The results of a survey indicate that financial planning is beneficial to everyone — not just the rich
The editorial content below is based solely on the objective assessment of our writers and is not driven by advertising dollars. However, we may receive compensation when you click on links to products from our partners. Learn more about our advertising policy.
The content on this page is accurate as of the posting date; however, some of the offers mentioned may have expired. Please see the bank’s website for the most current version of card offers; and please review our list of best credit cards, or use our CardMatch™ tool to find cards matched to your needs.
A survey conducted by Princeton Survey Research Associates International (PSRAI) of 1,508 household financial decision-makers found that nearly 38 percent said they live paycheck to paycheck. Less than one-third (30 percent) said they feel financially comfortable, and only another one-third (34 percent) said they think they could afford to retire by age 65.
The report, released in July, 2012 by the Consumer Federation of America (CFA) and the Certified Financial Planner Board of Standards (CFP Board), revealed that those with a financial plan fare better than those who do not. Among some of their findings are:
- Household financial planners are more likely to feel “very confident” about managing money, savings and investment than non-planners by a margin of 52 to 30 percent across all income brackets.
- Planners say they live more comfortably than non-planners by a margin of 48 to 22 percent.
- Just as many planners in the $50,000 to $99,999 income bracket say they live as comfortably as non-planners in the $100,000 and above bracket.
- Of those in the highest two income brackets, planners said they saved a higher percentage of income and built greater wealth than non-planners. For example, 57 percent of planners in the $50,000 to $99,999 bracket report saving 10 percent or more of their income, compared to only 39 percent of non-planners who save as much.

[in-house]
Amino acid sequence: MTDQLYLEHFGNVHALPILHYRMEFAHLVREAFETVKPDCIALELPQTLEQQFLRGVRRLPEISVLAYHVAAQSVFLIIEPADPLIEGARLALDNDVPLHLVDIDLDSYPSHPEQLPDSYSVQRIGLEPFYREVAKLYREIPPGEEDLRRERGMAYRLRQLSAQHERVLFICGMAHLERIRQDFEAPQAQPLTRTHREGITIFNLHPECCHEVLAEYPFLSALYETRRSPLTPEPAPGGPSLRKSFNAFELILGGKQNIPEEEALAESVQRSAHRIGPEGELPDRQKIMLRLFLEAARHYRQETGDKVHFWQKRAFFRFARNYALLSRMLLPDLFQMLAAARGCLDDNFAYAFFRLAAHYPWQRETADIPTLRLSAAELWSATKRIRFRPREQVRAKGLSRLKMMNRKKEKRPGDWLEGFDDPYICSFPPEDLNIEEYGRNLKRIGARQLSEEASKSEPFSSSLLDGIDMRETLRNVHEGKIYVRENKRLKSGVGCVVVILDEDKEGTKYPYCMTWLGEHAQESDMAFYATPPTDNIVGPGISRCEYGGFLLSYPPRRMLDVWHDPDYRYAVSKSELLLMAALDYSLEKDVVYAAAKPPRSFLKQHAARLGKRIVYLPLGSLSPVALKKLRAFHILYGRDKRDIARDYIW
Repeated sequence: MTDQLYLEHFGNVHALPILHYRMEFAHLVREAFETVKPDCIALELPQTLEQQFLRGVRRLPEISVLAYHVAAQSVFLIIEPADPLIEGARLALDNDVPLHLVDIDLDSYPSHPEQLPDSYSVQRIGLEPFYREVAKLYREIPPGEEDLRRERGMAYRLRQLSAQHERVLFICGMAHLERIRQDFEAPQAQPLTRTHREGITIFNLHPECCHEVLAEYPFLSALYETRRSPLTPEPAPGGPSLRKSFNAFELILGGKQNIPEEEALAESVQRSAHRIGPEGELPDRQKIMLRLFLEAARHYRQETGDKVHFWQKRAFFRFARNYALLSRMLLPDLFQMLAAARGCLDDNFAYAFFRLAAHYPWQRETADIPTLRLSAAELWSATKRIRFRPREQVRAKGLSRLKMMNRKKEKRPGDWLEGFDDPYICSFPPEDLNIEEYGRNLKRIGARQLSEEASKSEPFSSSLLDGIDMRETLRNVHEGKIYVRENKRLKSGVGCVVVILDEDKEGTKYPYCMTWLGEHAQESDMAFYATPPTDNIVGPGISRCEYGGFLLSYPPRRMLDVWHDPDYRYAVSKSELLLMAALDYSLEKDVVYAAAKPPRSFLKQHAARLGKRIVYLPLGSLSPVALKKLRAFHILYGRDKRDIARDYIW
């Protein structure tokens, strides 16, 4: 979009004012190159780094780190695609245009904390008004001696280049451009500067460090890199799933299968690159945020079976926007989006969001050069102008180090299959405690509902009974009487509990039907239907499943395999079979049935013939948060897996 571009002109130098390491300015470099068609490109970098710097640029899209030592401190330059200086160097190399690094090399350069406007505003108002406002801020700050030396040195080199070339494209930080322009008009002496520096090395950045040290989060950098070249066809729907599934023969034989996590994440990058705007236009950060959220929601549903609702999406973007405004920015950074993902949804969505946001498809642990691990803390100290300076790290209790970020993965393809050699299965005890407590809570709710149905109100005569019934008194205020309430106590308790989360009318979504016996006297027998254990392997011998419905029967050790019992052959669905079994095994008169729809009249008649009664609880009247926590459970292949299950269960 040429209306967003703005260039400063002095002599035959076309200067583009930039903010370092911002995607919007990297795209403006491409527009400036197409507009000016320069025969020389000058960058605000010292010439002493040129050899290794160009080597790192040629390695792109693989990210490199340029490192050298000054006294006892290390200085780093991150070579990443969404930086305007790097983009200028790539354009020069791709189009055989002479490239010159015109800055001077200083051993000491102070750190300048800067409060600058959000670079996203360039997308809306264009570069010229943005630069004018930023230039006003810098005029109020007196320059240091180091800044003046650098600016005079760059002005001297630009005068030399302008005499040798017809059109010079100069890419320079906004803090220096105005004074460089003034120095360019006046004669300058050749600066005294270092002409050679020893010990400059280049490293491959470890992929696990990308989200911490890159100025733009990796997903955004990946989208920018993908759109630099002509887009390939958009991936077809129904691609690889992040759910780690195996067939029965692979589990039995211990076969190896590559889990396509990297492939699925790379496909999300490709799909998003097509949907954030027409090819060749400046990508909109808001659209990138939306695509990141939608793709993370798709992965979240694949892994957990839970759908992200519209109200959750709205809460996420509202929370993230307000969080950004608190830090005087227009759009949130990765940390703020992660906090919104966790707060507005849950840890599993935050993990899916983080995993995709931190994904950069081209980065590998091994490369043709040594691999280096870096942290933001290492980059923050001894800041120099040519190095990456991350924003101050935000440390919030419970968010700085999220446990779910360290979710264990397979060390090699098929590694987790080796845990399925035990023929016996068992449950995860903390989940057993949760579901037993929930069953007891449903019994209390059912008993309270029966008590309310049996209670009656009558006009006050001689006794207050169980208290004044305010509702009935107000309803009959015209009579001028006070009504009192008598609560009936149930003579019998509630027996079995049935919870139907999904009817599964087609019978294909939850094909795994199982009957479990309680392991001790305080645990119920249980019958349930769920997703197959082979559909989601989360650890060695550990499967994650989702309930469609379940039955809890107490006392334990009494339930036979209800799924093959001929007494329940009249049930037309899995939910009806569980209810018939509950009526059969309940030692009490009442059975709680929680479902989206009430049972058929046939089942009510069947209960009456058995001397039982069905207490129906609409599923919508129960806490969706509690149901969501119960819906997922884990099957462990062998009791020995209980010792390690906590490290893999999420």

- Of those in the lower income brackets, planners who own credit cards are more likely to pay their credit card bills in full than non-planners. In the $25,000 to $49,999 income bracket, 46 percent of planners pay in full compared to 26 percent of non-planners. For those with incomes less than $25,000, 41 percent of planners pay in full compared to 16 percent of non-planners.
In a press teleconference, Stephen Brobeck, executive director of the CFA and Kevin Keller, CEO of the CFP Board said financial planning is essential for everyone, even those who cannot afford a financial planner.
“It is understood that planning can be useful even if a family does not secure the services of a trained professional,” Brobeck said, explaining that just sitting down and thinking about one’s finances and developing some goals is beneficial. “Developing a comprehensive plan requires one to think seriously about one’s finances,” he said.
According to Keller, even those in a lower-income bracket should have some sort of financial plan. “There is a big misconception among some that financial planning is only for the rich,” he said.
Additionally, the CFA and CFP Board compared these 2012 results with results from another PSRAI-administered survey from 1997, when unemployment was lower and consumers were more optimistic. Notable conclusions from this comparison include:
- 31 percent of consumers surveyed said they lived paycheck to paycheck in 1997, compared to 38 percent this year.
- Compared to the 51 percent of consumers who felt behind in saving for retirement this year, only 38 percent felt behind in 1997.
- Half of the consumers surveyed in 1997 said they thought they could retire by age 65; only 34 percent of consumers thought the same this year.
- More families with college-bound children were saving for higher education (56 percent) in 1997 than they were this year (48 percent).
Respondents of the 2012 survey also felt that it is hard for them to know who to trust for financial advice (55 percent), that investing seems complicated (52 percent), and that they are worried about losing money to investing (55 percent). Keller said these results are reasonable.
“Consumers understandably are more nervous about investing their money given recent revelations about financial fraud, manipulation and abuse of clients,” Keller said. “This doesn’t mean that people shouldn’t create a financial plan and be prepared. We encourage consumers to do their homework and find a financial professional who always puts the clients’ best interests first and abides by a fiduciary standard of care.”
In light of the survey’s findings, both Keller and Brobeck emphasize the significance of financial planning through whatever method suits the individual; they each said the mere act of seriously thinking about one’s own finances will have a positive effect.